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The Sedition Act Of 1798

David Zheng By David Zheng on
Badge: Author | Level: 2 | Politics & History Expertise:

The infamous Alien and Sedition Acts of 1798 was a compilation of four laws that were passed by the Federalist government in 1798. They were written and passed to ensure the security and stability of the United States of America in times of war, namely the naval battle between the U.S. and France. Of the four bills, The Sedition Act was by far the most controversial and resented. In general, sedition means inciting others to resist or rebel against lawful authority. The U.S. Sedition Act first outlawed conspiracies and made it illegal for any person to express "any false, scandalous and malicious writing" against Congress or the president. One can see that this act written by Federalists was specifically bias, for it did not protect the vice president who, of course, was Jefferson. Vice President Thomas Jefferson was outraged that such an “unconstitutional” law had been passed. The Jeffersonians openly denounced the acts and claimed that the Sedition Acts violated both the 1st and the 10th amendment of the Bill of Rights. The Act completely nullified the first amendment’s freedom of speech and the press by severely limiting the common citizen’s ability to hold civil discussions within the context of government. The tenth amendment stated that the powers not delegated to the United States government by the Constitution, not prohibited by it to the States, are reserved to the States respectively, or to the people which therefore makes the act invalid. The federal government did not have the right to stifle political opposition and mute their critics, nor did it have the power to impose a set of laws that the separate independent states were required to abide by as according to the 1st and 10th amendment of the Constitution.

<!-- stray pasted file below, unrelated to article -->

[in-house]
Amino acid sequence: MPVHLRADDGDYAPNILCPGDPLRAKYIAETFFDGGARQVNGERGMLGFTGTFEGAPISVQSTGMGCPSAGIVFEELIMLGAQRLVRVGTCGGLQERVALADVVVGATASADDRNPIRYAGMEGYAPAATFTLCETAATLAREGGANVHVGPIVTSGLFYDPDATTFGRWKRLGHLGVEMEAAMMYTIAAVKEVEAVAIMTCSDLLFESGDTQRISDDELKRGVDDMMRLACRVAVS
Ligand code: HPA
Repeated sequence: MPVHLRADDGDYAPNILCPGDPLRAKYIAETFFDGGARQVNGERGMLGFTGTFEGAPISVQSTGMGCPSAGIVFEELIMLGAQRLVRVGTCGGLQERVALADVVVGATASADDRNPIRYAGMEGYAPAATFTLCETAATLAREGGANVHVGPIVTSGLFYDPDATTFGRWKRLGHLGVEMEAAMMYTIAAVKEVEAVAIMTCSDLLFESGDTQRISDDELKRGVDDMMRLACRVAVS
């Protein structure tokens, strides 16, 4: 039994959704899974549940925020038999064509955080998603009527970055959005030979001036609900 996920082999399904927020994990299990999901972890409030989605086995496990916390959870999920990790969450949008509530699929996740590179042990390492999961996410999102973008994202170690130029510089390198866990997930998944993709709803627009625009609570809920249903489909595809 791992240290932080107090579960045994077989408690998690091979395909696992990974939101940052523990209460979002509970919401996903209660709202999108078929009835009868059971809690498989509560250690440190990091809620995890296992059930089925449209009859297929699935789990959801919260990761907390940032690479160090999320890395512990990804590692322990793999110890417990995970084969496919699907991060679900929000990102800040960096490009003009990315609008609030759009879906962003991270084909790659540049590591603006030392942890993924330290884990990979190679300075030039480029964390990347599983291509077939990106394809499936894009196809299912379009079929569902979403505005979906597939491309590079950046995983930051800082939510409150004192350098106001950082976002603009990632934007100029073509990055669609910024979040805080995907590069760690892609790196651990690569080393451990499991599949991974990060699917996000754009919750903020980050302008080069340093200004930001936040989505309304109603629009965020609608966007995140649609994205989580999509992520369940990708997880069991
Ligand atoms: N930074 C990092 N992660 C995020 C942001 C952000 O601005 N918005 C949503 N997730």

Upon vigilant examination of the Constitution and the rights that it promises, one could easily see that the Jeffersonian argument stands strong. The Bill of Rights was established by the founding fathers solely to prevent the United States government from becoming the tyrannical monarchy that they had sought to avoid and escape. What folly would it be that a mere 30 years after the foundation of the country was signed, that the first step would be made toward the very essence that the colonists had sailed 3, 000 miles from? The Federalists aimed to create a stable and secure country, safe for business and wealthy men of property. From a political perspective the Sedition Act was a very tactical law to employ. Not only did it limit public opinion and rebellion towards the government, but it also allowed the country to prosper for a short amount of time without open Federalist-Republican conflicts. Though the act expired in 1801 it would have been a huge risk if it last for an extended time because eventually the freedom loving Americans would rise against Congress, only to repeat history. Federalists believed the Sedition Act was a good opportunity to silence the criticism of the Republican Party, and the silencing of intellectual opposition is one of the first steps to an all-powerful tyrannical government. This argument resonates a quote by a man named Mather Byles who once said: “Why would I trade one tyrant 3000 miles away for 3000 tyrants less than one mile away?”